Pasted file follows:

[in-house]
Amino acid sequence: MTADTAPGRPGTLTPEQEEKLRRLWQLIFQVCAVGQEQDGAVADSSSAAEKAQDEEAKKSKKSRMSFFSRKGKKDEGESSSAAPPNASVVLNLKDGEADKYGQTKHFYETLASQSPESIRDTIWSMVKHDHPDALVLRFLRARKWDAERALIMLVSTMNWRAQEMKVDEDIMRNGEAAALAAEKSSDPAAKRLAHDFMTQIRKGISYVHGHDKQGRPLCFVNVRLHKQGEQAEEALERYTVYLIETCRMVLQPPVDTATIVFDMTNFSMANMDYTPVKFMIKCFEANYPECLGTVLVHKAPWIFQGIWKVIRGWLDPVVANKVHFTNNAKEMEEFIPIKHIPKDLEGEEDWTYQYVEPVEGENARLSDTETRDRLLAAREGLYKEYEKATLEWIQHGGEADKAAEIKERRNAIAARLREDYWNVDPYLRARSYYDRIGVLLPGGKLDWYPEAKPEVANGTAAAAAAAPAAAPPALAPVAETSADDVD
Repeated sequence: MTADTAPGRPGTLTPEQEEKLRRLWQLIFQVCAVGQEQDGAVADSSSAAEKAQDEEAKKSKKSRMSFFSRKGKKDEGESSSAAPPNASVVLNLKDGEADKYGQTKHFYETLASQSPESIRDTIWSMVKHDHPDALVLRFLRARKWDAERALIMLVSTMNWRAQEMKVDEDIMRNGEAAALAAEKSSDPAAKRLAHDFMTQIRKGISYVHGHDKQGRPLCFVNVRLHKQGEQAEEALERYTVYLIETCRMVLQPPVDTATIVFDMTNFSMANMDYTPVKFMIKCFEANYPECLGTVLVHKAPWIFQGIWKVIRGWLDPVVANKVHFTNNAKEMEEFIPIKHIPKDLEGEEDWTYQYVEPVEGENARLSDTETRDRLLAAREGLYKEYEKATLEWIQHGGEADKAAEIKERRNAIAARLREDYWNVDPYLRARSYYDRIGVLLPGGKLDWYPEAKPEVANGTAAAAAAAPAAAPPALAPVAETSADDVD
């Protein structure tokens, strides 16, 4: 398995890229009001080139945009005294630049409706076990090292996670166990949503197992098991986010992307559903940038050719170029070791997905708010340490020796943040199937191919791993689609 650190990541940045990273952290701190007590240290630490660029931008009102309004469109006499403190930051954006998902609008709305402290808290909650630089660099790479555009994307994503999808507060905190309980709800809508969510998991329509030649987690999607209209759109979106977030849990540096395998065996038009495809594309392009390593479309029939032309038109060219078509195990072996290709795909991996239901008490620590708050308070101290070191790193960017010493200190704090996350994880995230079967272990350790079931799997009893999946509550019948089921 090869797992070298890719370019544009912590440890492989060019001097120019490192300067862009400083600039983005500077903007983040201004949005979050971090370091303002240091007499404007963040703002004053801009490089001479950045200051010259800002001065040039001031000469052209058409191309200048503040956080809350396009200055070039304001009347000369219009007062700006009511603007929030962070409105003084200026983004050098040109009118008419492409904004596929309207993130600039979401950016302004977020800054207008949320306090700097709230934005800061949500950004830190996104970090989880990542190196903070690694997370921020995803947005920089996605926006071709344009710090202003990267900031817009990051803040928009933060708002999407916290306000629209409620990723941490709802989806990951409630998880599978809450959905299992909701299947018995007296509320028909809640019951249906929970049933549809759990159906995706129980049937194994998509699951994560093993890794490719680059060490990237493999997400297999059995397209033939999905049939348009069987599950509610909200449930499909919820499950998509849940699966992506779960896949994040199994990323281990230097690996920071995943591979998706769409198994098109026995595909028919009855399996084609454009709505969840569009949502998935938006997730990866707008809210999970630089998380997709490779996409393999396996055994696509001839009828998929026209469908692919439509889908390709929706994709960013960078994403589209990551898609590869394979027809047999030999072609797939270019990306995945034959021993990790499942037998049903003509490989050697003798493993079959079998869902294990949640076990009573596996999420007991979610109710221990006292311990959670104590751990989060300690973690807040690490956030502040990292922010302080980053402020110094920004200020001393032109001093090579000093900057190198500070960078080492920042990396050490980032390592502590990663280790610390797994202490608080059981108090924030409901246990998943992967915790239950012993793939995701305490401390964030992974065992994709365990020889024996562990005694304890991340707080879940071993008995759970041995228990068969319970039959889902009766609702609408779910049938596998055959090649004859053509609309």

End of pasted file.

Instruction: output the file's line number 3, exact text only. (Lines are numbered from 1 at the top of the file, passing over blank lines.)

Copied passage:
Repeated sequence: MTADTAPGRPGTLTPEQEEKLRRLWQLIFQVCAVGQEQDGAVADSSSAAEKAQDEEAKKSKKSRMSFFSRKGKKDEGESSSAAPPNASVVLNLKDGEADKYGQTKHFYETLASQSPESIRDTIWSMVKHDHPDALVLRFLRARKWDAERALIMLVSTMNWRAQEMKVDEDIMRNGEAAALAAEKSSDPAAKRLAHDFMTQIRKGISYVHGHDKQGRPLCFVNVRLHKQGEQAEEALERYTVYLIETCRMVLQPPVDTATIVFDMTNFSMANMDYTPVKFMIKCFEANYPECLGTVLVHKAPWIFQGIWKVIRGWLDPVVANKVHFTNNAKEMEEFIPIKHIPKDLEGEEDWTYQYVEPVEGENARLSDTETRDRLLAAREGLYKEYEKATLEWIQHGGEADKAAEIKERRNAIAARLREDYWNVDPYLRARSYYDRIGVLLPGGKLDWYPEAKPEVANGTAAAAAAAPAAAPPALAPVAETSADDVD